Mayor Rahm Emanuel and CTA President Forrest Claypool today announced that the Chicago Transit Authority (CTA) will kick-off an expansion of its largest ex-offender apprentice program ever – quadrupling the current number of apprentice opportunities on bus and rail to as many as 265. The CTA Apprenticeship Program will provide valuable job skills and training to ex-offenders, increasing self-sufficiency for hard-to-employ individuals while providing CTA with additional resources to enhance the customer experience with cleaner buses and trains.
“This strategy will have multiple benefits for the City of Chicago,” said Mayor Emanuel. “By getting ex-offenders into the workforce, we’ll lower unemployment, increase self-sufficiency and reducing recidivism – all key priorities that will have long-term, valuable impacts on Chicago.”
In coordination with community partners and sister city agencies, CTA will offer new, full-time bus apprenticeships in addition to its current rail apprentice opportunities for ex-offenders who face significant barriers to employment and to long-term self-sufficiency.
“Unfortunately, many public and private entities have written policies which state that they do not hire individuals who have been convicted of crime; therefore, I take this opportunity to commend Mayor Rahm Emanuel, CTA Chairman Terry Peterson, and CTA President Forrest Claypool for the development and implementation of this program which can result in the hiring of 200 ex-offenders to clean buses owned and operated by CTA,” said U.S. Congressman Danny Davis (D-IL), who has a long track record of promoting employment of ex-offenders. “I also commend the Amalgamated Transit Workers Unions for their contract agreement which concur in the development of this program. Chicago is demonstrating that it believes in providing ex-offenders with a second chance.”
Under the expanded program, CTA will provide bus apprenticeship assignments that will be up to one year in length; rail apprentice assignments are nine months in length.
“CTA’s apprentice program is considered one of the largest transitional programs in the country, providing as much as a year’s worth of valuable work experience for individuals who face significant hurdles to employment versus the average 12 weeks for comparable apprenticeships,” said CTA President Forrest Claypool. “This life-changing program gives ex-offenders a second chance at building successful lives, while also bringing value to our customers with cleaner, more comfortable commutes.”
Apprentices who perform exceptionally during their assignments will be eligible to apply for full-time CTA positions. If no full-time relevant positions are immediately available, apprentices who have successfully completed one apprenticeship can apply to participate in the other apprentice program – for up to a combined 21 months of continued employment. Positions in both apprenticeships pay $9.50 an hour. CTA will have 65 rail apprentice positions available and as many as 200 bus apprenticeship slots. Apprentices will be members of the Amalgamated Transit Union, which represents bus (Local 241) and rail (Local 308) workers.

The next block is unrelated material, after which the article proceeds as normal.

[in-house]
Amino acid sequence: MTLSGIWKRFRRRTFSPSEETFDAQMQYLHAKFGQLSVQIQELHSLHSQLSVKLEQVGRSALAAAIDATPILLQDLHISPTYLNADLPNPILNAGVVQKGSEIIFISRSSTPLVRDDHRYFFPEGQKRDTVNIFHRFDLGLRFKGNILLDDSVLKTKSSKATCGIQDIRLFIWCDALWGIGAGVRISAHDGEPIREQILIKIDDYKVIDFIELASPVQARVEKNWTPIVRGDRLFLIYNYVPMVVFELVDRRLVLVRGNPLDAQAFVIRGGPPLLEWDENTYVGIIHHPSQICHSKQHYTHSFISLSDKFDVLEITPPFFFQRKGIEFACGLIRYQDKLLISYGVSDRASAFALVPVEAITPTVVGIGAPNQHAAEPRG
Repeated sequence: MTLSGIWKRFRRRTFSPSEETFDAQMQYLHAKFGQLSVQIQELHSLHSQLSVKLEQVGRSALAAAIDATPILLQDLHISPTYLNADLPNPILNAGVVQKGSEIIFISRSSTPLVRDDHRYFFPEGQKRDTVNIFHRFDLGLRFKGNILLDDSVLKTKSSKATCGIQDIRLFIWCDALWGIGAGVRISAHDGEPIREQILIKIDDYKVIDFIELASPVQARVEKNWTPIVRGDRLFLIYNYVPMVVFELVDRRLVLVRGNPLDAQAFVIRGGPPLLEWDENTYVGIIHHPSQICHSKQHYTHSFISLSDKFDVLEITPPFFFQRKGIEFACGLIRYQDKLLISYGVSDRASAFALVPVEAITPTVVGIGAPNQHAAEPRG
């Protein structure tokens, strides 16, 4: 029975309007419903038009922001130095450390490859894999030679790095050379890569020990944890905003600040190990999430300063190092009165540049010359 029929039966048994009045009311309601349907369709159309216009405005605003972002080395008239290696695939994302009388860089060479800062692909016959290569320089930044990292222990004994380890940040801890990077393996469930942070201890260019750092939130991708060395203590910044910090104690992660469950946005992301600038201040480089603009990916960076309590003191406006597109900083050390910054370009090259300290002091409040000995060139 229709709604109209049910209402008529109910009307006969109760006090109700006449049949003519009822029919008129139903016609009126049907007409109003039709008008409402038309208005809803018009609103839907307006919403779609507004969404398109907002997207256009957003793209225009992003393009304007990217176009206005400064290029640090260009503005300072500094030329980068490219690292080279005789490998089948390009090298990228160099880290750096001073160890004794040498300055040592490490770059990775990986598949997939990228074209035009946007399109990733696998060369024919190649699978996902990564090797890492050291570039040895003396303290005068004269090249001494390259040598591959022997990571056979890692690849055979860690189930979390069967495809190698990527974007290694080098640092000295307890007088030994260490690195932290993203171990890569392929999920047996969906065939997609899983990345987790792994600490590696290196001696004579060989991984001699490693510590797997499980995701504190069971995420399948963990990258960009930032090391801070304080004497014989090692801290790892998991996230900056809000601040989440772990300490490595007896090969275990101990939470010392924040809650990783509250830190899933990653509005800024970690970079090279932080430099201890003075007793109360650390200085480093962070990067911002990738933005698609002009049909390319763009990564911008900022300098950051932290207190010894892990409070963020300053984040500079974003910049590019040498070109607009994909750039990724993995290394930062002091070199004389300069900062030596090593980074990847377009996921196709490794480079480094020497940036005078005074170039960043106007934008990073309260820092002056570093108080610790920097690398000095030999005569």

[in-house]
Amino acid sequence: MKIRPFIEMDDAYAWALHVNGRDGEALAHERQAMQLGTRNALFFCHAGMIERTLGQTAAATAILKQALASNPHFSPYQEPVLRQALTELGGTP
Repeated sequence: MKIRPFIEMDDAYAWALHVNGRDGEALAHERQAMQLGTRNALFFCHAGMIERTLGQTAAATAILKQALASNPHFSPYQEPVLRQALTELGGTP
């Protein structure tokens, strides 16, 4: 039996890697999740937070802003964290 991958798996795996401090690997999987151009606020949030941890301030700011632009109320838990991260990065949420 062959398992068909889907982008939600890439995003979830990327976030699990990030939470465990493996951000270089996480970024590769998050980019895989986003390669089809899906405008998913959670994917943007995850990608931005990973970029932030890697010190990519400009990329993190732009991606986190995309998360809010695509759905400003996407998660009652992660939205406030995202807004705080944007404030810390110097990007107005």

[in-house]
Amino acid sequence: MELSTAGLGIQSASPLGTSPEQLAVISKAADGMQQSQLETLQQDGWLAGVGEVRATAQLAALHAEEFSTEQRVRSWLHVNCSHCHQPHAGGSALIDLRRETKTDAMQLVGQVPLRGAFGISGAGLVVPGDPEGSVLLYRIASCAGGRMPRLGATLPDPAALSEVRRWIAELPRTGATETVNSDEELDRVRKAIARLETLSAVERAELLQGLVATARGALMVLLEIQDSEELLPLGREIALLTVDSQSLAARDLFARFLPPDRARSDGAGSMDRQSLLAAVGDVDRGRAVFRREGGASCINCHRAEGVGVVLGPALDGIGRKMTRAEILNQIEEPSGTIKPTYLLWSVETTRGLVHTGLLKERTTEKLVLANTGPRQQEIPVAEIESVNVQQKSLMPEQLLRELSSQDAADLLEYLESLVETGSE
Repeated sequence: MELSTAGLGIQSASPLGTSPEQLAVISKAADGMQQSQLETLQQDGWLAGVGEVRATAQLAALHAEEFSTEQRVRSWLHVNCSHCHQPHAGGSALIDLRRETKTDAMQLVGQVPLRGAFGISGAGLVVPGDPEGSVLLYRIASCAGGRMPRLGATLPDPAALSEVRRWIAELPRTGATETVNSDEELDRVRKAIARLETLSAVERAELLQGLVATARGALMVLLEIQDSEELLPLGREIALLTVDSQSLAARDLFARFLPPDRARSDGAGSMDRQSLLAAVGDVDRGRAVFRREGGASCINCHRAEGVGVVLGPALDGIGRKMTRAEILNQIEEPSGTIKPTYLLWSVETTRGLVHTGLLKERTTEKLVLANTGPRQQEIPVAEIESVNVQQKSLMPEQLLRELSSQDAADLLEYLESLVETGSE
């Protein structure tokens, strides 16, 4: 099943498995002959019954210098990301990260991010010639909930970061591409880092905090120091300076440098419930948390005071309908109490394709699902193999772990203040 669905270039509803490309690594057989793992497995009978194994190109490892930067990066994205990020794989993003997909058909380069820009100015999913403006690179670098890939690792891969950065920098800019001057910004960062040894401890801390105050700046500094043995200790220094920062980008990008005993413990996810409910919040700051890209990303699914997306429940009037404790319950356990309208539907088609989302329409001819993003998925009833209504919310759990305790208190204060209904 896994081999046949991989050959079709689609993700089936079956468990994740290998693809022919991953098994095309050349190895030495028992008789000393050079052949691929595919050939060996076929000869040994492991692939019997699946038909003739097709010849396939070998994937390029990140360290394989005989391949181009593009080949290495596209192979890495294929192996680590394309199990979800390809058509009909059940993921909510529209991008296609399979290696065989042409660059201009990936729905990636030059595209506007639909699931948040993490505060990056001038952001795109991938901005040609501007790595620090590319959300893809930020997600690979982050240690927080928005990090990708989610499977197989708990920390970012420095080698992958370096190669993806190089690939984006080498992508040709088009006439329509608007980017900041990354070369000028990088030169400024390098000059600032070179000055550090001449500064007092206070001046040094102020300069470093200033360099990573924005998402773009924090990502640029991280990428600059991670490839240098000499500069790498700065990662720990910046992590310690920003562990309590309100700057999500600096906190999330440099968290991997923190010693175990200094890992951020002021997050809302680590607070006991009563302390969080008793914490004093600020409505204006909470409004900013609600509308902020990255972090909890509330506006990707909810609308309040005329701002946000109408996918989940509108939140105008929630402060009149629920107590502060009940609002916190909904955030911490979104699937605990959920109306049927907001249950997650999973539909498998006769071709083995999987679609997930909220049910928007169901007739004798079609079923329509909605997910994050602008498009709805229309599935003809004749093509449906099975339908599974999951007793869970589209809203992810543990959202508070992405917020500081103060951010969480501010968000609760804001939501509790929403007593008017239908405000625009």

Pre-screened, qualified individuals who are selected for apprenticeships will be assigned to duties that will include platform servicing, bus and rail yard sweeping, rail car shop cleaning and general interior cleaning and detailed exterior cleaning of buses and trains. Thorough background checks will be completed as part of the apprenticeship screening process. Job candidates that will be considered are individuals who have been convicted of non-sexual, non-violent and non-domestic violence-related criminal offenses.
"This initiative represents the type of forward-thinking that is required to address challenging problems associated with successful reintegration,” said Illinois State Senator Patricia Van Pelt (D-5th). “I applaud Mayor Rahm Emanuel for taking this important step."
The CTA Apprenticeship Program has already changed lives, including that of Michael Russell, a rail-car servicer who is now vying to become a CTA bus operator in April. Mr. Russell, 38, began his career at CTA as a rail apprentice in 2010 after three jail sentences for drug-related crimes. Russell’s exemplary performance cleaning rail cars at the O’Hare rail station made him eligible to apply for permanent CTA positions, which he is pursuing.
“The apprentice opportunity has not only changed my life, it has changed my kids’ lives,” said Mr. Russell. “Now I never have to worry about going back to jail. I can take care of my family now.”
Candidates can apply for apprenticeships through Westside Health Authority or Teamwork Englewood. Once applications are received, candidates are referred to one of eight non-profit agencies currently partnered with CTA for job readiness instruction. Those eight agencies include the CARA Program, Career Advancement Network, Haymarket Center, Phalanx Family Services, North Lawndale Employment Network, St. Leonard’s Ministries, Safer Foundation and the Westside Health Authority.
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